Sparkling finale a fitting end to Kiel Week 2023
Germany’s giant Kieler Woche 2023 was blessed with sparkling conditions for its concluding races on an outer fjord which shimmered in the strong summer sunshine more reminiscent of the Mediterranean than the Baltic. It was entirely fitting that the best racing of the nine days of competition were Wednesday’s Olympic classes finale and today, Sunday’s, showdowns for the eight international dinghy and keelboat fleets.
While several of the leading title contenders struggled to deliver top ten or 15 results across the highly competitive 29er Eurocup’s three deciding races, Denmark’s Nicklas Holt and Katja Visby Svendsen stayed cool and kept it simple to open their final charge with a 12th and an eighth. But it was a big, confident final race win which gave the duo from Aarhus the overall Kiel title, topping a field of 168 crews.
The duo have been together just six months and already have commitments to other future partnerships but today they were almost bemused when they came ashore as winners. Although helm Holt has previous form in the class, taking 17th at the 2021 worlds in Valencia, his young crew was almost dumbfounded to have stolen the Kiel title.
“It is just amazing, laugh” Laughed Svendson, “we sailed stable and consistent. We had good starts and sailed simple. I only hoped to get into the gold fleet. We trained a lot in Aarhus but have only been together for six months. We felt no pressure and kept it simple. It is incredible to win.”
Top performing crew across all three races today in the awkward 7-10 kts sea breeze were the young French duo Jocelyn Le Goff and Jules Vidor from Nantes. Their 3,5,4 was a significant improvement on their first finals races the day before but it gave them the runners up spot, six points behind the victorious Danes.
“We made good starts, had good speed and just focused on being good at each windward mark.” Said Le Goff, helm for the partners who have been together a year.
British series champions Charlie Gran and Sam Webb dropped from an overnight second to third after an 11,13,19 in the difficult, mostly marginal trapezing conditions. There was always a big advantage to be in the top ten round the windward mark, whilst getting trapped in the high traffic zones round the mark was terminal. After 32nd at the Europeans and 33rd at the Worlds, the young Brit duo have made a jump after a winter’s training with their squad on England’s south coast.
“We came hoping for a top ten but dropped from second overnight but in the end we are delighted as it was so unpredictable and shifty, gusty patchy. All the time you are trying to spot what is coming to you.” Said helm Gran.
Irish sister brother pairing Clementine and Nathan van Steenberge, overnight leaders, did not start well enough to impose themselves early in their races and then found it hard to make up places in the modest breeze. But even during a nail biting final race the National YC pair were still in the title mix until a spinnaker block cracked on the final run, putting paid to their remaining hopes. Already having a RTD due to a broken spinnaker pole on Saturday they end up having to count that last race 36th.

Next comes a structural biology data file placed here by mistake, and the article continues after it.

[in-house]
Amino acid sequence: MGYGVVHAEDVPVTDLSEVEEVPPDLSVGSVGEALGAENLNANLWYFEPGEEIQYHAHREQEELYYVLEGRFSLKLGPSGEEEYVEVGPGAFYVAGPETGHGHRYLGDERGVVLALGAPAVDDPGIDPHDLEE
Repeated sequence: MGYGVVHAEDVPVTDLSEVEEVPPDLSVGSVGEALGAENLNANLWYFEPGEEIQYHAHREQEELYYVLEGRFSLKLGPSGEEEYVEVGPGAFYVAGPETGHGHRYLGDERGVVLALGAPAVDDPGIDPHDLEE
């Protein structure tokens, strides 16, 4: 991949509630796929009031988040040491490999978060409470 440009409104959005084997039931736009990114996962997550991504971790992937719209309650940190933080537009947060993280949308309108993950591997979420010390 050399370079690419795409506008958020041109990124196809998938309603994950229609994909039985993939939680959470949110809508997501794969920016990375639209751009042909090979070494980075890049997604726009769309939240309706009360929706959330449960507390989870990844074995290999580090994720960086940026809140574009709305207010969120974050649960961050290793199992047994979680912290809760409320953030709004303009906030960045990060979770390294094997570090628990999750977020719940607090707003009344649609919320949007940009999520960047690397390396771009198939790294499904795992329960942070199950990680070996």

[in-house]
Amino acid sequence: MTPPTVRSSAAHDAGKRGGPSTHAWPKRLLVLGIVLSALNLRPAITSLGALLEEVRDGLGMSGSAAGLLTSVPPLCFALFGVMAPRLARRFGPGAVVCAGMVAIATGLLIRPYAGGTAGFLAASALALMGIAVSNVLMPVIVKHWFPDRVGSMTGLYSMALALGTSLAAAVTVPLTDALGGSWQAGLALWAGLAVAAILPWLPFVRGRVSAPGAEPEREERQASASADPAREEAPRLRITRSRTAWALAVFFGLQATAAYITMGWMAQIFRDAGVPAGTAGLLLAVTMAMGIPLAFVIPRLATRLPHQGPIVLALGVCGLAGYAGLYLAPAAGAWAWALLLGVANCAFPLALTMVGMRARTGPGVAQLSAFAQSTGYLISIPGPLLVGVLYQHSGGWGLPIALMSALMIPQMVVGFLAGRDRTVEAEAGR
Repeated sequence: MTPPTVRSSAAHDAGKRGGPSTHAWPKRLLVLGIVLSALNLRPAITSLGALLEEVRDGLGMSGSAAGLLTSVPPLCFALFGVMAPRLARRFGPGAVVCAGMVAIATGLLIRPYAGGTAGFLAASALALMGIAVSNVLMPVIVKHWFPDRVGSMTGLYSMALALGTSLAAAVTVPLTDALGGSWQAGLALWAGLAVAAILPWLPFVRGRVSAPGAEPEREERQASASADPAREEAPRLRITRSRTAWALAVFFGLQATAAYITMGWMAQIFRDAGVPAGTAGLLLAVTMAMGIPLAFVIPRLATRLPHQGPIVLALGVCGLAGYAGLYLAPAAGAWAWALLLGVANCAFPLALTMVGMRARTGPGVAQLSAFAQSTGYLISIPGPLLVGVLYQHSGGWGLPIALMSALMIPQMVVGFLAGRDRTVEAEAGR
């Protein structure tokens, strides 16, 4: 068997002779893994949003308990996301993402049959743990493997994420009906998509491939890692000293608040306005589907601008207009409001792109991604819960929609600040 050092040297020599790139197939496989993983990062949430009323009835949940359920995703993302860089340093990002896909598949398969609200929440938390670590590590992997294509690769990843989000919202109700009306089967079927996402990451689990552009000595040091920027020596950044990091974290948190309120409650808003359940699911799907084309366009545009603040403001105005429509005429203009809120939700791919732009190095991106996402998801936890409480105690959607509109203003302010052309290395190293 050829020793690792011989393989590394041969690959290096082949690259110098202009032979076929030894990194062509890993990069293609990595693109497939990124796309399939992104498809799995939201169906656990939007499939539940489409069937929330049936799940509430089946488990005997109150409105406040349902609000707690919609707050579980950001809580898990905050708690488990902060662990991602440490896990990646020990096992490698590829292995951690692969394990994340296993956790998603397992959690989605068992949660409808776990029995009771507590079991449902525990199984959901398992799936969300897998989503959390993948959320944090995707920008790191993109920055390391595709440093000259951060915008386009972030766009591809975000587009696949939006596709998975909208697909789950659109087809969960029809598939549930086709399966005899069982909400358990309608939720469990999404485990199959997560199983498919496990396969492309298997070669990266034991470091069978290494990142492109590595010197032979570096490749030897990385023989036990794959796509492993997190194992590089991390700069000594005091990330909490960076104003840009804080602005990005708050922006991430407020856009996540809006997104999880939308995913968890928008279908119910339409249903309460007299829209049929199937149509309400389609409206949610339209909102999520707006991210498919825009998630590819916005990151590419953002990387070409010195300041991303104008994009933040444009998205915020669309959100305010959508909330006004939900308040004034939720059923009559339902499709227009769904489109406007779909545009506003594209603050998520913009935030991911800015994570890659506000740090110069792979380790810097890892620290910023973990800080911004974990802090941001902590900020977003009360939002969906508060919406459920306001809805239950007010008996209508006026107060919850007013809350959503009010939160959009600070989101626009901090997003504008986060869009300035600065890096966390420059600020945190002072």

“We struggled off the starts, we could not hold our lanes off the line, maybe out accele ration was a bit off, our timing. The chop did not help. But we are really disappointed” said Nathan van Steenberge.
In the giant ILCA 6 Open fleet Germany’s Paul Ulrich sealed the class Kiel title with a flourish, taking a second and first to win over Holland’s Hidde Scharffordt by ten points. Hong Kong’s Olympian Stephanie Norton took third, continuing into the Open fleet racing after competing in the Women’s Olympic singlehander in phase 1 of Kiel Week.
Ulrich from Oldenburg was able to defend his top position in a commanding manner. "I saved myself well for the last day," said the 16 year old, smiling, "My first Kiel Week victory: that’s a huge success at the biggest regatta in the world. I’m enjoying that now."
But with Warnemünde Week and the Euro pean Championships in Poland following shortly afterwards, the regatta calendar for the young sailors continues at a brisk pace. Ulrich cites the German former world champion Philipp Buhl as his role model.
The J/70 German championships were marred by a penultimate day protest over crews who were racing without a valid Group 1 categorization and Germany’s Olympic squad sailor Malte Winkel steering whilst not being owner of the boat. Winkel was disqualified and 41 teams had 1pt penalties added to each of their scores. Switzerland’s Stefan Seger and his crew won the International German title by four points.
Germany’s 2019 World Champion Max Billerbeck closed out the Kiel Contender class win after leading all the way through the week whilst the Flying Dutchman title went to stalwarts Kay Uwe Lüdtke and Kai Schäfer (Berlin/ Hanover), winning with a race to spare. The J/24s were an all German affair topped by Fritz Meyer from Hamburg Germany’s Levian Büscher won a competitive ILCA 4 class ahead of Thailand’s former Opti world champion Weka Bhanubandh.
France’s Europe class winner Cyril Richard, from the beautiful Arcachon basin, had a clear plan when he went afloat on Sunday and executed, "Upwind you had to take the right side, downwind the left. I had a clear lane to get there and was able to implement it after the good starts. I am bit of a specialist in light winds and this was a nice training for the World Championships in Denmark." After a fifth place in the World Championships last year, he now wants to climb to a worlds podium. Marisa Roch from Kiel knew how to take advantage of her competitor Tania Tammling’s slip-ups and secured second place.
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